A little over half of the private institutions in the study increased their discount rates from fall 2010 to fall 2011, with 39 percent increasing the rate between 0 and 2 percentage points. A nearly equal proportion of schools (32.9 percent) lowered their discount rates and another 13.6 percent held their discount rates constant. Moody's methodology for calculating the discount rate was not disclosed in this report.
RESOURCE LINK The 2011 Moody's survey is the third annual survey of its kind and can be purchased from www.moodys.com/researchandratings.
SUBMITTED BY Natalie Pullaro, manager, research and policy analysis, 202.861.2596 .
Supporting Higher Ed's Stake in Standards and Code Issues
With the release of its “Public Policy Agenda 2011–12, Standards and Code Issue Priorities of the APPA Code Advocacy Task Force,” APPA prepares the foundation for broad discussion of regulatory issues that affect the cost structure of its member institutions. The publication tracks 14 years of the association's participation, via its Code Advocacy Task Force (CATF), in writing the rules for life safety and property protection on campuses. The task force estimates that since 1997, achievements in codes and standards writing have resulted in cost avoidance on the order of $10 million to $100 million per year for the educational facilities industry alone.
The broad concepts that underlie the work of CATF can be summarized in three questions:
- How can the total cost of ownership of educational infrastructure be reduced by using codes and standards that support optimal synergy between operations and maintenance (O&M) cost and initial (building) cost?
- How can educational institutions take exceptions and variances to national standards without increasing liability risk?
- How can the economic size of the education facilities industry be leveraged to demand innovation in products and processes, with much of that innovation occurring in international markets?
The task force takes a bottom-up approach, engaging every document, product, and process in the higher education facilities environment. The group has access to expertise in architecture, engineering, law, and management, coordinating member institutions and expert agencies in identifying four areas for improvement:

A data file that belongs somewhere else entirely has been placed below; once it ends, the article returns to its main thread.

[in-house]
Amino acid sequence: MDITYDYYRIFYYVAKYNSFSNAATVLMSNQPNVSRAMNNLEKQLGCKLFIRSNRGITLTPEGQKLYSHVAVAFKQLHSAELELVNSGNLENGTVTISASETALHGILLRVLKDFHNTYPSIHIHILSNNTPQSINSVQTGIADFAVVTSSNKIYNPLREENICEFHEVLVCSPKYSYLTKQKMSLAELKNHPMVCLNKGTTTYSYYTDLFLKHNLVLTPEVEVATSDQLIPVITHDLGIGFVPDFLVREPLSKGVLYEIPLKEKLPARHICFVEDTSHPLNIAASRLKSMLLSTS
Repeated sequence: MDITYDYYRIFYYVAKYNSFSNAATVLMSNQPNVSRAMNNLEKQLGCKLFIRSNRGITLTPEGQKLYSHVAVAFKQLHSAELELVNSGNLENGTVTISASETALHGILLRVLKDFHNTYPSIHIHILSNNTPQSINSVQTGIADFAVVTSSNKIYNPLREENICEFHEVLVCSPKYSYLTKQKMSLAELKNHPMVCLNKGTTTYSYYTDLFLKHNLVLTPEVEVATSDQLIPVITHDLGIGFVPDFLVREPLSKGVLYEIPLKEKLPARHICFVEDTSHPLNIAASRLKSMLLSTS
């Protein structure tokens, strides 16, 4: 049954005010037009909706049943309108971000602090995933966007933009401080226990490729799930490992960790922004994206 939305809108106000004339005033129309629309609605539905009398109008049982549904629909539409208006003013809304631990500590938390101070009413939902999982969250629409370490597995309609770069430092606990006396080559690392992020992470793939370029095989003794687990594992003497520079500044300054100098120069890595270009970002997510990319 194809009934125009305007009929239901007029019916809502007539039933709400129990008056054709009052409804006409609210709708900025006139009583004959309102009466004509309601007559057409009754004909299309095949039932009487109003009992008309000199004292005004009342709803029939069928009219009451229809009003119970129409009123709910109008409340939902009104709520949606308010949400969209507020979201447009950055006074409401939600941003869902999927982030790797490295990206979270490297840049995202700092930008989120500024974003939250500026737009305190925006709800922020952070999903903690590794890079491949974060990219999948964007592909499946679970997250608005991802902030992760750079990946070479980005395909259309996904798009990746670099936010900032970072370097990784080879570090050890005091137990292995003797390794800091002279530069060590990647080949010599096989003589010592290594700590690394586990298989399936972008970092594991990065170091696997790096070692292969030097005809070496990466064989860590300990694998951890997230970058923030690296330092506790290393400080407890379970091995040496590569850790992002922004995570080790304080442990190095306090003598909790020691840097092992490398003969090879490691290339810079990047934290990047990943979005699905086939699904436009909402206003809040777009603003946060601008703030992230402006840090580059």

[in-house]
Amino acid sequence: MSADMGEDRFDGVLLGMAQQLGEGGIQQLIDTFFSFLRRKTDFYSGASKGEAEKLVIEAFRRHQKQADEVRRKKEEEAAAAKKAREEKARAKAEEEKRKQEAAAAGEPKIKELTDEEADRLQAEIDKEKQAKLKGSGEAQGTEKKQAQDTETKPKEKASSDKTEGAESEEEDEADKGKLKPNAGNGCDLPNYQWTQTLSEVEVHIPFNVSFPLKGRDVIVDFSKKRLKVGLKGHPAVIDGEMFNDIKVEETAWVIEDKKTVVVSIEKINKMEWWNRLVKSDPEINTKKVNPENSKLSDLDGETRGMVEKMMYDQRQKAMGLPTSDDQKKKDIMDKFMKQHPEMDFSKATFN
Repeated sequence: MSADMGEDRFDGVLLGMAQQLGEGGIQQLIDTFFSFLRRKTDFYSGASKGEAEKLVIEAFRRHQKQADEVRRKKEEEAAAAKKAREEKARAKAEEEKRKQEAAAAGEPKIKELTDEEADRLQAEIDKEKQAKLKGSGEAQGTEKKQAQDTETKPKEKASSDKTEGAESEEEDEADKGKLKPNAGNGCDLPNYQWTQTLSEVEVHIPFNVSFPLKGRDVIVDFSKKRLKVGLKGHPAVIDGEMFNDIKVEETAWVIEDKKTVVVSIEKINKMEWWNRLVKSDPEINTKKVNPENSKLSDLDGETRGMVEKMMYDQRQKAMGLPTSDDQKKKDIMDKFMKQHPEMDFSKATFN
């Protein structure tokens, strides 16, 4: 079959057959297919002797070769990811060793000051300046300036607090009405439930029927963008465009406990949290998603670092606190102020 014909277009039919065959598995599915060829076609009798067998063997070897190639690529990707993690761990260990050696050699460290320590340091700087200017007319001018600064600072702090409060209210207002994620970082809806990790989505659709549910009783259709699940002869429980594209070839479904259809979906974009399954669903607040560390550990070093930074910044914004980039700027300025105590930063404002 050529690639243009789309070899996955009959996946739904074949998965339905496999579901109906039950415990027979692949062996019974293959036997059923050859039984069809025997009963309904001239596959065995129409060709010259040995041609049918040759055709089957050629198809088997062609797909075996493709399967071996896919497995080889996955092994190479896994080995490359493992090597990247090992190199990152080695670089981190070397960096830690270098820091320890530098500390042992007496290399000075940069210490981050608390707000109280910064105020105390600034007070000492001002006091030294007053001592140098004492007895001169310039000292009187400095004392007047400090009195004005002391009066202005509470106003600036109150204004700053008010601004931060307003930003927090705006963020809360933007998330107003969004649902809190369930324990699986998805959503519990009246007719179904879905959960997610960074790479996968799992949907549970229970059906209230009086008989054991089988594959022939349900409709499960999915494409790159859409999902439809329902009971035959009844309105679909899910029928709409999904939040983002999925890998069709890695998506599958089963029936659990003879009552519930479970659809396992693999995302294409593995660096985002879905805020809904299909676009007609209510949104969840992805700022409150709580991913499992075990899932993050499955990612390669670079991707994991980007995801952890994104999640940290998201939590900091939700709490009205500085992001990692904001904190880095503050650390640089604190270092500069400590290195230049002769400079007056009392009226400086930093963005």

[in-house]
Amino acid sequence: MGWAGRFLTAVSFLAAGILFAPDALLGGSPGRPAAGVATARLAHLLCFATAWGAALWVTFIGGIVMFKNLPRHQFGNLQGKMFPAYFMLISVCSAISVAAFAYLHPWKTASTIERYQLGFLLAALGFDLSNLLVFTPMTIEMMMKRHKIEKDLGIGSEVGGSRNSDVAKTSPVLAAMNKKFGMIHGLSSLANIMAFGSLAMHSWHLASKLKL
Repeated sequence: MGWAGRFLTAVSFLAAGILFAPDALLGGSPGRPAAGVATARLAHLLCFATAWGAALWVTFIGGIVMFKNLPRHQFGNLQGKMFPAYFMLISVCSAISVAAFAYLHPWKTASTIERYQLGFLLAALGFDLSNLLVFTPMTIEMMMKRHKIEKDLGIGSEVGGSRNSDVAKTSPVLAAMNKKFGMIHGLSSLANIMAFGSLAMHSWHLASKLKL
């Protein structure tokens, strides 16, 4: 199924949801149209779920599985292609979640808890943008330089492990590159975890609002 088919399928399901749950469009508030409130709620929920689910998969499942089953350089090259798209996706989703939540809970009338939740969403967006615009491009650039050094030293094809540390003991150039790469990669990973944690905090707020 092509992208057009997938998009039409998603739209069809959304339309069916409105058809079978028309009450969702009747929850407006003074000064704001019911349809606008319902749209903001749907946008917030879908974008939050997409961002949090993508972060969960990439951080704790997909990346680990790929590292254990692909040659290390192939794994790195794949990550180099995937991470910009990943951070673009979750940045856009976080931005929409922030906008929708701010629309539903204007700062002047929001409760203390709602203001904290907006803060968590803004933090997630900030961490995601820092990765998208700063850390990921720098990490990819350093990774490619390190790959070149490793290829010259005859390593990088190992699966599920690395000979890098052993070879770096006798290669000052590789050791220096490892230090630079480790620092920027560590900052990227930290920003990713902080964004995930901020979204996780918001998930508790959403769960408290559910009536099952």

- Inefficient O&M practices rooted in the generic requirements of prevailing national standards.
- Document silos that ignore interacting efficiencies present when a 24/7/365 on-site staff manages multibuilding campuses.
- Product development or system integration practices that are stalled on the innovation curve.
- Self-dealing regulations put in place by consortia that profit from their adoption—typically manufacturers, insurance companies, and labor interest groups.
APPA encourages business officers and facilities managers to seek the task force's expertise to help with state, local, or national regulatory issues. To learn more, go to www.appa.org/standardscatf.cfm and select "APPA Standards Public Policy Agenda" from the bulleted list.
Play A Role in Sustainable Practices
The International Parking Institute's “Framework on Sustainability for Parking Design, Management, and Operations” outlines industrywide goals and action items that can provide education, incentives, and forums for parking professionals to learn about and contribute to environmentally friendly parking solutions.
Connecting Work-Study Jobs to Career Goals
The National Association of Student Financial Aid Professionals (NASFAA) is partnering with other stakeholders on a White House initiative to encourage college campuses to use the Federal Work-Study Program. This represents only one part of the Obama Administration's multifaceted Startup America initiative to coordinate the country's entrepreneurs, corporations, universities, foundations, and others with a wide range of federal agencies.